Well, since Olney suggests that the Twins keep Santana and Nathan, the only member of the group you mention that they'd be without is the "Gold Glove CFer," who in my mind was a Gold Glover by name only for the past few seasons. Losing Hunter hurts, but the idea is that adding Delmon Young will offset that loss, while Mike Lamb and Brendan Harris make up for some of the offense that was lacking at second and third base last year. Mostly though, the hope is that players like Morneau and Mauer move back toward their '06 performances while Kubel has a breakout year. Certainly none of these things are a given, but I wouldn't call it "wishful thinking." They're all relatively realistic scenarios.

TT said...

Is it really that far-fetched?

Yes. I think so. Morneau is only a year older than Kubel and he hit 31 home runs last year and drove in 111 runs. The year before, at the same age as Kubel last year, Morneau hit .321 with 34 home runs and 130 RBI's.

Projecting Kubel to put up those kinds of numbers is wishful thinking. If you think Morneau is going to go steeply downhill, then you can project a lot of hitters to be better than him. Delmon Young is a more likely candidate than Kubel.

Nick N. said...

I don't think Morneau is going to go steeply downhill, but if he continues to hit around his career line of .276/.340/.498, do I believe Kubel can be a better hitter? Yes, absolutely. I don't think Kubel's going to hit more home runs, but I don't think it's far-fetched to believe he could be a better hitter overall. When he finally started getting comfortable at the plate last year, Kubel raked -- meanwhile Morneau was dropping off the face of the earth. I'm not saying it's entirely likely that Kubel will out-hit Morneau, but I don't think it's an absurd statement by any means.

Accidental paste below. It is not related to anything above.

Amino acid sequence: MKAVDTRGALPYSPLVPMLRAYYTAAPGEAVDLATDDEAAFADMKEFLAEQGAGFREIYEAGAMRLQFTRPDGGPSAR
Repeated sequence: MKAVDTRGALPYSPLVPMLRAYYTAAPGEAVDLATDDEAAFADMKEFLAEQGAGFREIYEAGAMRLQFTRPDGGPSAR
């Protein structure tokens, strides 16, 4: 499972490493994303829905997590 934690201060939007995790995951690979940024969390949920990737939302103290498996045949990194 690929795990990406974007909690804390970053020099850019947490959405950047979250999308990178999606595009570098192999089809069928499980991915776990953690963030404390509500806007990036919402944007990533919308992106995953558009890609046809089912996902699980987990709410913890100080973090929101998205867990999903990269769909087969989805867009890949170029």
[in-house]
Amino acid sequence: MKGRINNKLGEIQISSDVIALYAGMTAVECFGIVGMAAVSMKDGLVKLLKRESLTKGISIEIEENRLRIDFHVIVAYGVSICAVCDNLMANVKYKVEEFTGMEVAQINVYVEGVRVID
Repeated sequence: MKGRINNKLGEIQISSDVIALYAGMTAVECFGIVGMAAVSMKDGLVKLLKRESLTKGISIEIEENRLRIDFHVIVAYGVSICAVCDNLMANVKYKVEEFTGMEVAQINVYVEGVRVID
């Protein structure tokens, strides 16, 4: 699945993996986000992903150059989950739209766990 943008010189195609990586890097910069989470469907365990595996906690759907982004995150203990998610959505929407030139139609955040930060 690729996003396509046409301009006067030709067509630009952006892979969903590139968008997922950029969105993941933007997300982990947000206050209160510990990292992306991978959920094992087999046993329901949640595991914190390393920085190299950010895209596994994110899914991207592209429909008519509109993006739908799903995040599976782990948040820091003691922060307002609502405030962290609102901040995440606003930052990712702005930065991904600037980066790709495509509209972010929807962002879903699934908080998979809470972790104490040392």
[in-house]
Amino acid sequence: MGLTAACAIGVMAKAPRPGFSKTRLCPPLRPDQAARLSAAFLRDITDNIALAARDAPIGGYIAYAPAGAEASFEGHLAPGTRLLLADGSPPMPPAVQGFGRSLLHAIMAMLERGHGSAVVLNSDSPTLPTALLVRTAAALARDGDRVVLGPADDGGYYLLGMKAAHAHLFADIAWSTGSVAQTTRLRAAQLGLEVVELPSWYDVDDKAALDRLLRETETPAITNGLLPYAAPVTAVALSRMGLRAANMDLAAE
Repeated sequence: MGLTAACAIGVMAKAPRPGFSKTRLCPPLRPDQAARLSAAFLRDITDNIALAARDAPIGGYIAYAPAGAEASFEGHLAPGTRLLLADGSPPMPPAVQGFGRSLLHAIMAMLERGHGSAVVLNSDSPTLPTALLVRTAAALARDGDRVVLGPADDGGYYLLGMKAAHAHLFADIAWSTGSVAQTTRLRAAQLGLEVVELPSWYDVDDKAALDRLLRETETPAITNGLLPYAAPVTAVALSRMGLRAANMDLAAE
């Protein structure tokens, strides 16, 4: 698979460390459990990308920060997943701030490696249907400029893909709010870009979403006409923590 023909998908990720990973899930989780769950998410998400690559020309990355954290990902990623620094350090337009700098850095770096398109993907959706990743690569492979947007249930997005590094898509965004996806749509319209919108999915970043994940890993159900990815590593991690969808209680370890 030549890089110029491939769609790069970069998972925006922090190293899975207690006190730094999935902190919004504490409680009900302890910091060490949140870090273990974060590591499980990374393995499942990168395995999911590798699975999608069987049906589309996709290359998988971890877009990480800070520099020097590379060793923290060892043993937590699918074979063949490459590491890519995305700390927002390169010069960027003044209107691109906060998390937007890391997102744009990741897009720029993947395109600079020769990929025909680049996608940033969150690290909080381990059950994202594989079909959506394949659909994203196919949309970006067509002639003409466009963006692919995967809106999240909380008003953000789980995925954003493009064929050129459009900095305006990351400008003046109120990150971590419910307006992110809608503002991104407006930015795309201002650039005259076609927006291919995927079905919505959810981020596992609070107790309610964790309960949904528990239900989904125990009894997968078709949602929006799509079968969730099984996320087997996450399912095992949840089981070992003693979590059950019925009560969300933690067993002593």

Josh's Thoughts said...

I agree, Nick. Kubel could be a fantastic all around hitter whereas I see Morneau's 2007 numbers likely being duplicated throughout his career.

I don't think it's at all far-fetched to see Kubel be a .310/.380/.480 hitter in the big leagues if he can finally produce like we've always thought he would. He has a good bat and when he was batting in front of Mauer, he raked.

Weber said...

I've always contended that we should hang onto Johan. I also read something about moving Cuddyer to CF, Kubel to LF, and young to RF. I think it would be a great move, then we sign someone like Kenny Lofton to bat leadoff and DH. I think we have a legit shot to contend if we keep Santana

Nick N. said...

Cuddyer in CF would be disastrous. If the Twins signed Lofton it would make much more sense to put him in center and stick with Kubel at DH.

TT said...

Last year, Kubel had less than half the plate appearances against lefties that you would expect. Keeping his splits in mind, he would have batted around .250-.260 with a more normal ratio of 2-1 between right handers and left handers. And facing fewer lefties also explains the overall improvement in Kubel's strikeouts that Sheehan is so impressed by.

Kubel might put up the numbers you are talking about if he is left in a platoon role, but that won't make him a better hitter than Morneau, or Mauer for that matter.

Morneau was 5th in the American League in home runs last year and 9th in RBI's. The Twins should have more players with disappointing seasons like that.